“And that is how Oscar Romero got disappeared by right wingers for a second time.”
Jon Stewart spoke these words at the end of a segment last week on Comedy Central’s The Daily Show. The occasion was the Texas School Board’s recent decision to reject a recommendation that Archbishop Romero be included in a world history curriculum standard about important figures who led resistance movements against political oppression. Stewart noted, with his usual stinging wit, that the rationale for the board’s decision was that Romero wasn’t famous enough. The absurdity of it (“let’s not teach this because no one knows it”) is both hilarious and tragic.
Thirty years ago today Oscar Romero was gunned down with an M-16 assault rifle while celebrating the Eucharist for a group of nuns in a hospital chapel. In a sermon preached the day before, and broadcast across the country by radio, he had called upon Christians in the Salvadoran army to stop carrying out the repression of the country’s military government.
(American involvement in El Salvador’s government was direct: Jimmy Carter dramatically increased U.S. aid to the Salvadoran military during his presidency–despite Romero’s public plea that his country was “fed up with weapons and bullets,” and between 1980 and 1992 6 billion American taxpayer dollars helped to fund an oppressive regime and its death squads).
And so on March 24, 1980 Romero wasn’t exactly “disappeared” as so many of his fellow Salvadorans had been, but his life was brutally cut short, his prophetic voice silenced by a sniper assassin.
Yet his witness has endured. In 1989 Australian filmmaker John Duigan made Romero, introducing the first world to this third-world prophet of the people. A collection of Romero’s writings–excerpts from radio addresses, sermons, speeches, and homilies–was published in 1988 (paperback 2004), and is available in its entirety online. Romero’s compelling life and death and the liberation theology he espoused have been the subject of countless theological texts and treatises.
When prophetic figures like Oscar Romero are cut down in their prime, there’s a tendency sometimes to tidy up their image; soften their radical edge a bit; make their persona a little more palatable for mass consumption–in other words, to minimize the revolutionary qualities that got them killed in the first place. (Tim Tyson has written eloquently about this phenomenon in relation to Martin Luther King, Jr.).
So it’s important to remember the truth that Romero bore witness to with his words and his witness (which were one and the same): a truth that wounds but which also heals; that accuses but also saves and liberates. The truth of Christ, crucified and risen, God’s abundant mercy and generosity incarnate in a life of sacrificial love–a life and love which refused violence in all its guises.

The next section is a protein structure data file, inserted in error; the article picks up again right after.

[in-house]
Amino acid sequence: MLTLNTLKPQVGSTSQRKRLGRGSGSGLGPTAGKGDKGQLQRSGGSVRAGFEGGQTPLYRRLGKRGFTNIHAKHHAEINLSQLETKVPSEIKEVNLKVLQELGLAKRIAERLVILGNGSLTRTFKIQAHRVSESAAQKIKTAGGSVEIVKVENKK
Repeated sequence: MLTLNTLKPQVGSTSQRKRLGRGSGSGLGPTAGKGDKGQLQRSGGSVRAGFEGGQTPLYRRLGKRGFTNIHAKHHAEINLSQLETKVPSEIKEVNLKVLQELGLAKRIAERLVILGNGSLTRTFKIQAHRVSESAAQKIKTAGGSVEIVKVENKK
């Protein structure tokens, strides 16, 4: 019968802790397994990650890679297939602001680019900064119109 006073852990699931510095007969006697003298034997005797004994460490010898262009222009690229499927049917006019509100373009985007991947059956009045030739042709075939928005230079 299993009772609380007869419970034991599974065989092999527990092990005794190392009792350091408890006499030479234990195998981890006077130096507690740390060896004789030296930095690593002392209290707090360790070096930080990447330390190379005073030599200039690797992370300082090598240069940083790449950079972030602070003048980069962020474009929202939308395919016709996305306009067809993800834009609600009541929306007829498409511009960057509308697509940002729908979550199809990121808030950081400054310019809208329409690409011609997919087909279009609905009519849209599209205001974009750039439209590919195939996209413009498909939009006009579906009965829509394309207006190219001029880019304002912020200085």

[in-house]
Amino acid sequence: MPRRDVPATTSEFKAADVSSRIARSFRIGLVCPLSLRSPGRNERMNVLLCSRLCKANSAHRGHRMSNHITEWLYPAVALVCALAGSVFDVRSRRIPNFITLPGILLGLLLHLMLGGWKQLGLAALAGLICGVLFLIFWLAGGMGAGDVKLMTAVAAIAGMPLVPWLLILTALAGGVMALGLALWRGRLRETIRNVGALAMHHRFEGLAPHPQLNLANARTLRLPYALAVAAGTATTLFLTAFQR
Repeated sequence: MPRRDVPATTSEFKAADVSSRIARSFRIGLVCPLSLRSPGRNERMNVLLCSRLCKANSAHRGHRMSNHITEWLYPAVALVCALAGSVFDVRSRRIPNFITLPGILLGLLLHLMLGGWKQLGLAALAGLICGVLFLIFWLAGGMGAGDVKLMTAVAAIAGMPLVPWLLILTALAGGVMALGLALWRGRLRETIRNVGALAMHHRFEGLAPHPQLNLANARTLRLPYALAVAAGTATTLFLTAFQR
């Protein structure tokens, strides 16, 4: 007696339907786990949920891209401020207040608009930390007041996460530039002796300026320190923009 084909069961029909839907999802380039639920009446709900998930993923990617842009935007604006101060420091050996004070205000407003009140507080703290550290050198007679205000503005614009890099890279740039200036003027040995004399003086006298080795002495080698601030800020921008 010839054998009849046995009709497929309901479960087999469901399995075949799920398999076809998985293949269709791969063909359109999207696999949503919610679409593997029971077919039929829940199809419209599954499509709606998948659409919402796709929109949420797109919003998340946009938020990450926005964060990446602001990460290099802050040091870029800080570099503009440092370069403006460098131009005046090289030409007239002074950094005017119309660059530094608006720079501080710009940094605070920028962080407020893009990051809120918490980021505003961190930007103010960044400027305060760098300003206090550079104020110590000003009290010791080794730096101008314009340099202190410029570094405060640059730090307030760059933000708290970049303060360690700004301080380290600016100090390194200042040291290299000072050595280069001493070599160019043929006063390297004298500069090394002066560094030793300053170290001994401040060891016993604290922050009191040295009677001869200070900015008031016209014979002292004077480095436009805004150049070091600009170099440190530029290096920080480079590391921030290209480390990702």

Chris Huebner suggests that “the truth of Christ is not merely a belief uttered or expressed or otherwise made present by us. Rather, it is a performance enacted in and through which truth is given as an offering or gratuitous gesture.” Romero made of his own life this kind of offering, this kind of gratuitous gesture in which “the interruption of the violent world of mastery, possession, and control” was glimpsed “by a nonviolent offering of a radically different way of being and knowing called peace” (Huebner).
And for this he was felled on the altar of a small Salvadoran chapel, days before the start of Holy Week, his own body and blood mingled with the body and blood of the Eucharist. The peace that the Eucharist makes possible made Romero’s life possible, and in his violent death, martyrdom and truth were again revealed as gifts that make the Church’s ongoing witness of peace in the world possible.
For those of us who live and work in the tedium that often characterizes church life in affluent America–the pettiness, the mind-numbing sameness of our squabbles, the countless ways we accommodate to state power and politics–Oscar Romero’s witness is an enduring challenge–and a gift. For constitutive of his life’s work was another gratuitous gesture: that of making God credible in the world.
Texas school children won’t find this out in their new history books and they will be the poorer for it. But the body of Christ gathered around his table around the world have, in the martyrdom of our brother, Oscar, the credible truth of God’s own life and love.
Thanks be to God.